38. 38. Which Programs Do Not Work (But We Still Keep Using Them!) • Unfortunately there are countless examples of failed LED strategies and projects. These include: – Expensive untargeted foreign direct investment marketing campaigns – Supply-led training programs – Excessive reliance on grant-led investments – Over-generous financial inducements for inward investors (not only can this be an inefficient use of taxpayers money, it can breed considerable resentment amongst local businesses that may not be entitled to the same benefit). – Business retention subsidies (where firms are paid to stay in the area despite the fact that financial viability of the plant is at risk) – Reliance on "low-road" techniques, e.g., cheap labor and subsidized capital – Government-conceived, -controlled, and -directed strategieshttp://web.worldbank.org/WBSITE/EXTERNAL/TOPICS/EXTURBANDEVELOPMENT/EXTLED/0,,print:Y~isCURL:Y~contentMDK:20185187~menuPK:402643~pagePK:148956~piPK:216618~theSitePK:341139,00.html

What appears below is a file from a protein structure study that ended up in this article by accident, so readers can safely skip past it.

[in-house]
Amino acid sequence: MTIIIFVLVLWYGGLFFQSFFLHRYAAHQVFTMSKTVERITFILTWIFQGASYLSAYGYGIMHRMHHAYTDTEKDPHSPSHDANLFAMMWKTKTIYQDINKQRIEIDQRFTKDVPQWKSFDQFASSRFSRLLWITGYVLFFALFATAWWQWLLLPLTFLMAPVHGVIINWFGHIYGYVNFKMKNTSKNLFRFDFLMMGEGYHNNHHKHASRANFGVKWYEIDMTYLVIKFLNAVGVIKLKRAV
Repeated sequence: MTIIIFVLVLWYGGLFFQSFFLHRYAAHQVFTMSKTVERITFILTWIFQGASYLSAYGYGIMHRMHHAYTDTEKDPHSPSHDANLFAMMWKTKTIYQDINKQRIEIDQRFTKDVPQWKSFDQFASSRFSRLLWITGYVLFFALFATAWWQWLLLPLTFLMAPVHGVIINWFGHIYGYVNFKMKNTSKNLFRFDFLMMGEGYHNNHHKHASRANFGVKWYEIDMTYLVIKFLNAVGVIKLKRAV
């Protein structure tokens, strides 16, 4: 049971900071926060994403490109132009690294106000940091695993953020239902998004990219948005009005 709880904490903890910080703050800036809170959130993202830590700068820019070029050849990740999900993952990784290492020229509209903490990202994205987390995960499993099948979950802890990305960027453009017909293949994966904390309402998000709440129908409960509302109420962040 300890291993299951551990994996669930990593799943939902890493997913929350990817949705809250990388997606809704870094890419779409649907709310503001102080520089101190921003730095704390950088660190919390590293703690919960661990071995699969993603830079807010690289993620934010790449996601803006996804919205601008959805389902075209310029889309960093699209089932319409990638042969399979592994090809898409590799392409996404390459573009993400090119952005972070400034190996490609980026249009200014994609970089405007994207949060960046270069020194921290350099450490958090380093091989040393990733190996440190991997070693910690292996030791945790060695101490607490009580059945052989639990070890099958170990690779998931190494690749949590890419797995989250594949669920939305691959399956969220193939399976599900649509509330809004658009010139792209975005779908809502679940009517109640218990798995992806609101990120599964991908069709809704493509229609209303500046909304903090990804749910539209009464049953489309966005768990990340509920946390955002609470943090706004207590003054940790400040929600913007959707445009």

39. 39. Infrastructure Savings (construction and operation)• Compact development reduces infrastructure costs and saves money. – Average annual cost to service a new family of four (police, fire, highway, schools and sewer): • Compact suburban Shelby County, KY = $88 • Sprawling Pendleton County, KY = $1,222 – Sources: Brookings Institution• Nationally, the U.S. can save over $100 billion in infrastructure costs over 25 years by growing compactly.• Chicago can save $3.7 billion over 20 years by growing compactly.• Charlottesville, VA can save $500 million in transportation costs with compact development. – Sources: Urban Land Institute, Chicago Metropolis 2020; Thomas Jefferson Planning District Commission